Why Canada should ignore Kyoto....
As you know, I've been blogging about the plans the Chinese have for powering their economy over the next 20 years. In case you missed it, here's an excerpt from an editorian in the Financial Post last Thursday:
China announced that last year alone it added 102 gigawatts of electricity-generating capacity to its economy. Give or take a gigawatt, that new capacity is equal to roughly Canada's total current annual electricity capacity.When I watch the news, it seems like the public believes that if we reduce OUR carbon emissions, then Canada won't heat up. But, global warming is just that - global. No matter how much we reduce, total emissions won't be going down....and if you believe that carbon dioxide emissions cause global warming (which I don't), then, the problem won't go away.
These new Chinse power plants are 90% coal-powered, which means they spew out large amounts of carbon emissions. With the help of an expert, I've worked out an estimate of the new annual carbom emissions China added to its inventory last year alone. If 90% of the 102 gigawatts is coal, that means coal capacity of about 90 gigawatts. If the power plants operate at 60% capacity, the new plans will add 473 million kilowatt hours to China's annual electricity production. A conventional and reasonable estimate of carbon emissions is about 1.1 kilograms of greenhouse gases for each kilowatt-hour of power, for an annual total of 470 million tonnes of carbon dioxide equivalent each year.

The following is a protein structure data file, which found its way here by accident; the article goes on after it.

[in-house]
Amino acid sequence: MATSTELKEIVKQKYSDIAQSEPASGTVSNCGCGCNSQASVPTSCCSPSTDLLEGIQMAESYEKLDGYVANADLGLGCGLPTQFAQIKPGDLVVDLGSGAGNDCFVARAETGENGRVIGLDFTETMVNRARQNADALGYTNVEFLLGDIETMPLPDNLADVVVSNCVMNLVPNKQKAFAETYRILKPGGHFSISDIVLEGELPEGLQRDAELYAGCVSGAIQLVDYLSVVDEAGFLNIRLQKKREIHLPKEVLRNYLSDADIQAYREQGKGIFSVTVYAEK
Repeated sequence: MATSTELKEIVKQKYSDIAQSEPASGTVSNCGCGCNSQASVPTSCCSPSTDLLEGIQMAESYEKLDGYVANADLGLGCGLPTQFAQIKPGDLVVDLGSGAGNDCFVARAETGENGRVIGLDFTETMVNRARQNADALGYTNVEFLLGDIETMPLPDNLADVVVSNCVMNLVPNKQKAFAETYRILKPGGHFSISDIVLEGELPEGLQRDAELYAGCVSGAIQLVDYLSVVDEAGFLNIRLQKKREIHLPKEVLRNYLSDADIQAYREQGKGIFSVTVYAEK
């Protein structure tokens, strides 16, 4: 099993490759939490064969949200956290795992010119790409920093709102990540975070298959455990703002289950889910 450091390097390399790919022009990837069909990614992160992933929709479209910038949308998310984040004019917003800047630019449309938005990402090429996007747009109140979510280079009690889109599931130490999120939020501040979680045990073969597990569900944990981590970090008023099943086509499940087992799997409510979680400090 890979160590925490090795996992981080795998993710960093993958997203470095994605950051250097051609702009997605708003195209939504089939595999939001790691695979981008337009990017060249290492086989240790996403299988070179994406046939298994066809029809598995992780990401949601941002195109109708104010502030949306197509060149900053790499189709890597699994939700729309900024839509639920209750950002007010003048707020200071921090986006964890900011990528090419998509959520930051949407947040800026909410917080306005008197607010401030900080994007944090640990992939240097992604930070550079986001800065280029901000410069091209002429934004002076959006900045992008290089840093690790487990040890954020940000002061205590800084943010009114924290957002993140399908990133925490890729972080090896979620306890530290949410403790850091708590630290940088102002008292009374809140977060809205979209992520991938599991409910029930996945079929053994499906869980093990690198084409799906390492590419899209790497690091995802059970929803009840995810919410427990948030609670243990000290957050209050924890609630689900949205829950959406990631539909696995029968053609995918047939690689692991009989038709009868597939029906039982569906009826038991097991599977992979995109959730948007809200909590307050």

To recap: China last year added electricity-generating capacity that will produce an estimated 470 million tonnes of greenhouse gases each year. That number id equal to about 70% of the total annual greenhouse-gas emissions from the entire Canadian economy. Not 70% of the Canadian electricity secotr, but 70% of total annual emissions from all sectors -- energy, automobiles, heating, industry -- of the Canadian economy.
Canada's estimated national economy-wide production of greenhouse-gas emissions is currently about 750 million tonnes. Even if China cleans up the coal with the latest technology -- unlikely -- or even sequesters part, it will still be pumping new carbon into the atmosphere equal to 50% of Canada's total emissions. Even under the best environmental assumption of total sequestriation, in which China would capture and store carbon at these new plants, it will still be producing 140 million tonnes of carbon, or almost 20% of total Canadian carbon emissions.
These numbers demonstrate global issues that have always been obvious, which is that Canada's carbon role is worth only 2.3% of total world carbon emissions. China is adding the equivalent of a new Canada every year.